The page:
So influential have Hick’s words proved on the issue of celebrity endorsements that twenty years after his death they still have the power to sting those who are embroiled in the sordid business of brand-pimping and managing celebrity whores. A laughable attempt to defend his profession from Hicks’ damning verdict by one such shoveller of shit appeared in The Huffington Post recently, the author’s arguments at some points beggaring belief, as when he claims that pop star/brand partnerships become ‘authentic’ if the ad men ask the ‘artist’ in question what their hobbies and interests are so that the product they’re flogging can be something they might actually use/wear etc. Well if that isn’t the very definition of authenticity! Perhaps a better one might be an artist who would never consider sitting down with a brand-pimp in the first place. If he has, then that scaly cock-head is already parting his lips… all the detail does is make him choke on it. But the piece is a fascinating insight into an ad man’s notion of ‘authentic’ all the same. About as far away from the real thing as spring water is from sewage. Who woulda thunk it? As Bill put it.
In the piece, Brand Man also spends a deal of time defending struggling artists from Bill’s ‘attack’, something, as I have said (and as anyone even vaguely familiar with his words on this will know) Hicks made clear he had no problem with. It seems strange that an article based on these very words would be ignorant of them doesn’t it? Is it ignorance then, or a disingenuous effort to create the illusion of a layered argument? Gasp! An ad man creating only the illusion of something of worth? Surely not! But in this piece that’s exactly what we get. In this Twilight Zone world, brand alliances are all part of a wonderful giving enterprise designed to help the less fortunate. It’s all so moving, I’m welling up as I write. And I’m sure the mega-movie stars hawking perfume and broadband are doing it for that very reason too.
But no-one called Steve Coogan a sell-out, moans Brand Man, when Alan Partridge popped up selling beer because, he reasons, he’s a comedian like Hicks. Well open your ears BM….Coogan, you whore!!
The part of the article which really gave me a chuckle, however, comes towards the end when Brand Man desperately tries to convince us that, because Bill was a ‘comic’ he really didn’t mean any of the stuff he said – he was just trying to get a laugh! Oh dear. Didn’t he have a friend who could have warned him how silly this would sound before he sent it off to the editors at Huff? I feel a little silly myself even pointing out that Hicks’ profound and righteous anger against The Society of the Spectacle came right from his heart and underpinned all he believed in. As one of his close friends commented in the documentary about his life, It’s Just a Ride, Bill was a preacher. He was like the Jesus who, furious, turned over the tables of the money-changers in the temple.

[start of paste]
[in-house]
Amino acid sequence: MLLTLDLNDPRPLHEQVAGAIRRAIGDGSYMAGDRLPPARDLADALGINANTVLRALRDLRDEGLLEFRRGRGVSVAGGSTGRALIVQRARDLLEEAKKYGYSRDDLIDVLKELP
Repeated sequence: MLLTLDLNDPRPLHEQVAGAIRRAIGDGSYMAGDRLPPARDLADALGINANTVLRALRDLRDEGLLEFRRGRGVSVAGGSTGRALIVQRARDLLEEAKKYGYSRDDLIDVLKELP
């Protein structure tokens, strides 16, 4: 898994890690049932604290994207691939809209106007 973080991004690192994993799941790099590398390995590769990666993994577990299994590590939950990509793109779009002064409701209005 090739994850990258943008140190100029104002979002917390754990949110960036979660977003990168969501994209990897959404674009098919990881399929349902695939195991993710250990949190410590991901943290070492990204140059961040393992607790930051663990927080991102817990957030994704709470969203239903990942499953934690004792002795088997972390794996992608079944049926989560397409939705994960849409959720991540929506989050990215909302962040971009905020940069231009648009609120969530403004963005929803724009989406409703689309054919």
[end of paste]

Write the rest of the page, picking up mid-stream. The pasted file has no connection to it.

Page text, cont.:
Ten years after his death, MP Stephen Pound tabled an early day motion titled “Anniversary of the Death of Bill Hicks” which read:
That this House notes with sadness the 10th anniversary of the death of Bill Hicks, on 26th February 1994, at the age of 33 [sic]; recalls his assertion that his words would be a bullet in the heart of consumerism, capitalism and the American Dream; and mourns the passing of one of the few people who may be mentioned as being worthy of inclusion with Lenny Bruce in any list of unflinching and painfully honest political philosophers.
The very reason why Bill’s work lives on and still has such amazing potency is that, in a world full of ‘banality and mediocrity’, of sophistry, of casuistry and speciousness, of the kind of fakery and shallowness Brand Man and his ilk make their stock in trade, his words retain the mark of genuine authenticity. They are like water in a desert to those of us thirsting for something real in a world of fabrication and deception.
A couple of weeks ago I sat just feet from Bill Hicks’ mother, brother and sister at a tribute to him in London. They spoke of their comfort in the fact that, two decades after his death, he is still remembered and valued by those who were his contemporaries and by those not even born when he died. It’s heartening that his work seems to become more relevant as time passes, not less, as our culture polarises into the hollow triviality of consumerism, the dogma of which is ‘obey, consume, conform’, and the driving selflessness of the Occupy movement and other grass-roots groups which collectively reject the lies of the brand-pimps and sicken at the sight of celebs selling their souls. They do not believe a clothes label signifies anything other than a tragic insecurity and wrong-headedness. They know there is a better way and that seeing through The Spectacle is an essential step on the road to a better world.
At that tribute to Bill Hicks his family watched as this video, Corporate Shills, was played: There was never a question that he didn’t believe every word he uttered in it.
In a previous article I wrote: I am both fascinated by, and disgusted with, celebrity culture, believing as I do that it’s a symptom of how our society is, to snatch a quote from Martin Luther King, ‘approaching spiritual death’. Characterised by an obsession with only the surface of things, with outward impression, with status, it is a rejection of everything authentic, genuine and meaningful in life and undermines all truly valuable relationship. Yes, that’s how evil Kim Kardashian actually is! If she’d been sent by an alien race to destroy us from within because it was easier than all-out invasion she and her ilk couldn’t be doing a better job.
Turning just about every potentially profound interaction in your life into a (mostly financial) transaction would be sad enough if it affected only you, but ‘celeb’ culture, like the insidious virus it is, spreads throughout the population draining more and more lives of their beautiful individuality and creative promise leaving behind mere…designer-clad husks. It is these corpses, roaming the earth like extras from a George A. Romero zombie movie, that infect our culture with the life-denying values that can view even living beings as mere appendages. If you’re not worried by that then, guess what? – you’re a zombie too!
‘The world is at a parting of the ways’ a wise man once wrote. Which way are you going? I’m with Bill.